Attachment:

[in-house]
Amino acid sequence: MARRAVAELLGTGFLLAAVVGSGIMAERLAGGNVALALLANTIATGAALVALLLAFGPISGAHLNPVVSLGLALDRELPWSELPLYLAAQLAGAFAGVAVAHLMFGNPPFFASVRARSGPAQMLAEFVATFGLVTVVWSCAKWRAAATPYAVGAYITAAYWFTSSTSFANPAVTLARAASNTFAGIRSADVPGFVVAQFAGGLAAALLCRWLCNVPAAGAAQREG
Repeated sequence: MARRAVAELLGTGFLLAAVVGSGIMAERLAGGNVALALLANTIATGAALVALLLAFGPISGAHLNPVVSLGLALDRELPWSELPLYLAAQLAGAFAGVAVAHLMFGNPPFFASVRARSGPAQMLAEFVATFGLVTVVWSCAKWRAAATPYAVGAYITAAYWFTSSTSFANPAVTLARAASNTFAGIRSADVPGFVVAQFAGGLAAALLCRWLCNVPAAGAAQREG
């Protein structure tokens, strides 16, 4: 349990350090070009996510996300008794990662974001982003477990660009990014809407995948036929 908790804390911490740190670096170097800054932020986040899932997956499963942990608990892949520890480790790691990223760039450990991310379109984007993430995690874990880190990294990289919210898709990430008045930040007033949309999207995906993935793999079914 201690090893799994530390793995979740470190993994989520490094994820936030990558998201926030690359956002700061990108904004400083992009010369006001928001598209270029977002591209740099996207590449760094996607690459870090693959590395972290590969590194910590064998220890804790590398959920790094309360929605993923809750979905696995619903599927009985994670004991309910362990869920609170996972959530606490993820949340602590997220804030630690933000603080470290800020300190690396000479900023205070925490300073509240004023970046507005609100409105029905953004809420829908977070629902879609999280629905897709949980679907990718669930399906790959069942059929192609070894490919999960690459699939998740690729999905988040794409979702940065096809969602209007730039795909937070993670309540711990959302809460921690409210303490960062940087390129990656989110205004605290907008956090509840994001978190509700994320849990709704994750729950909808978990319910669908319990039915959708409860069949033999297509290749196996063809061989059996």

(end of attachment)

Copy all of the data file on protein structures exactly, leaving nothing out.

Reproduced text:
[in-house]
Amino acid sequence: MARRAVAELLGTGFLLAAVVGSGIMAERLAGGNVALALLANTIATGAALVALLLAFGPISGAHLNPVVSLGLALDRELPWSELPLYLAAQLAGAFAGVAVAHLMFGNPPFFASVRARSGPAQMLAEFVATFGLVTVVWSCAKWRAAATPYAVGAYITAAYWFTSSTSFANPAVTLARAASNTFAGIRSADVPGFVVAQFAGGLAAALLCRWLCNVPAAGAAQREG
Repeated sequence: MARRAVAELLGTGFLLAAVVGSGIMAERLAGGNVALALLANTIATGAALVALLLAFGPISGAHLNPVVSLGLALDRELPWSELPLYLAAQLAGAFAGVAVAHLMFGNPPFFASVRARSGPAQMLAEFVATFGLVTVVWSCAKWRAAATPYAVGAYITAAYWFTSSTSFANPAVTLARAASNTFAGIRSADVPGFVVAQFAGGLAAALLCRWLCNVPAAGAAQREG
């Protein structure tokens, strides 16, 4: 349990350090070009996510996300008794990662974001982003477990660009990014809407995948036929 908790804390911490740190670096170097800054932020986040899932997956499963942990608990892949520890480790790691990223760039450990991310379109984007993430995690874990880190990294990289919210898709990430008045930040007033949309999207995906993935793999079914 201690090893799994530390793995979740470190993994989520490094994820936030990558998201926030690359956002700061990108904004400083992009010369006001928001598209270029977002591209740099996207590449760094996607690459870090693959590395972290590969590194910590064998220890804790590398959920790094309360929605993923809750979905696995619903599927009985994670004991309910362990869920609170996972959530606490993820949340602590997220804030630690933000603080470290800020300190690396000479900023205070925490300073509240004023970046507005609100409105029905953004809420829908977070629902879609999280629905897709949980679907990718669930399906790959069942059929192609070894490919999960690459699939998740690729999905988040794409979702940065096809969602209007730039795909937070993670309540711990959302809460921690409210303490960062940087390129990656989110205004605290907008956090509840994001978190509700994320849990709704994750729950909808978990319910669908319990039915959708409860069949033999297509290749196996063809061989059996």